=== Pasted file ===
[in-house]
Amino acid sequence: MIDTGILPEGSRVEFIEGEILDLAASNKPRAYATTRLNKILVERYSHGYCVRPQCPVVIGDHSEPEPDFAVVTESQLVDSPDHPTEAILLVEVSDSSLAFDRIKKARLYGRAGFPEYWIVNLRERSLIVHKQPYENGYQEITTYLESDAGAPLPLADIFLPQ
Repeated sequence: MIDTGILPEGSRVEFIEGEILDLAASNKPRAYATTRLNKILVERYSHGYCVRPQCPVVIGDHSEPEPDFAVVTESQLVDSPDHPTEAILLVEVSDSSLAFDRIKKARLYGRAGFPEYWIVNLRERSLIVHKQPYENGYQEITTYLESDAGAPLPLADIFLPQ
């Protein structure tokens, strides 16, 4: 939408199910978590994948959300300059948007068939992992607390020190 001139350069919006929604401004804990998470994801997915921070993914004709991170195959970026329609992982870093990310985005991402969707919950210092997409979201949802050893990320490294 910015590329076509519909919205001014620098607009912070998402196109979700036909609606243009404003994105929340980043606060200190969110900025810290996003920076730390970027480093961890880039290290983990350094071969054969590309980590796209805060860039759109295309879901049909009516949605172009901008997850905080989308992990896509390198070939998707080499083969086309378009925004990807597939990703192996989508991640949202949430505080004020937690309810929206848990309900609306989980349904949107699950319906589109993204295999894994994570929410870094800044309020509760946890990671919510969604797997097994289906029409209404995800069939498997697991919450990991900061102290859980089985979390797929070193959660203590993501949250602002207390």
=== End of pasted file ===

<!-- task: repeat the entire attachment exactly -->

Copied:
[in-house]
Amino acid sequence: MIDTGILPEGSRVEFIEGEILDLAASNKPRAYATTRLNKILVERYSHGYCVRPQCPVVIGDHSEPEPDFAVVTESQLVDSPDHPTEAILLVEVSDSSLAFDRIKKARLYGRAGFPEYWIVNLRERSLIVHKQPYENGYQEITTYLESDAGAPLPLADIFLPQ
Repeated sequence: MIDTGILPEGSRVEFIEGEILDLAASNKPRAYATTRLNKILVERYSHGYCVRPQCPVVIGDHSEPEPDFAVVTESQLVDSPDHPTEAILLVEVSDSSLAFDRIKKARLYGRAGFPEYWIVNLRERSLIVHKQPYENGYQEITTYLESDAGAPLPLADIFLPQ
């Protein structure tokens, strides 16, 4: 939408199910978590994948959300300059948007068939992992607390020190 001139350069919006929604401004804990998470994801997915921070993914004709991170195959970026329609992982870093990310985005991402969707919950210092997409979201949802050893990320490294 910015590329076509519909919205001014620098607009912070998402196109979700036909609606243009404003994105929340980043606060200190969110900025810290996003920076730390970027480093961890880039290290983990350094071969054969590309980590796209805060860039759109295309879901049909009516949605172009901008997850905080989308992990896509390198070939998707080499083969086309378009925004990807597939990703192996989508991640949202949430505080004020937690309810929206848990309900609306989980349904949107699950319906589109993204295999894994994570929410870094800044309020509760946890990671919510969604797997097994289906029409209404995800069939498997697991919450990991900061102290859980089985979390797929070193959660203590993501949250602002207390």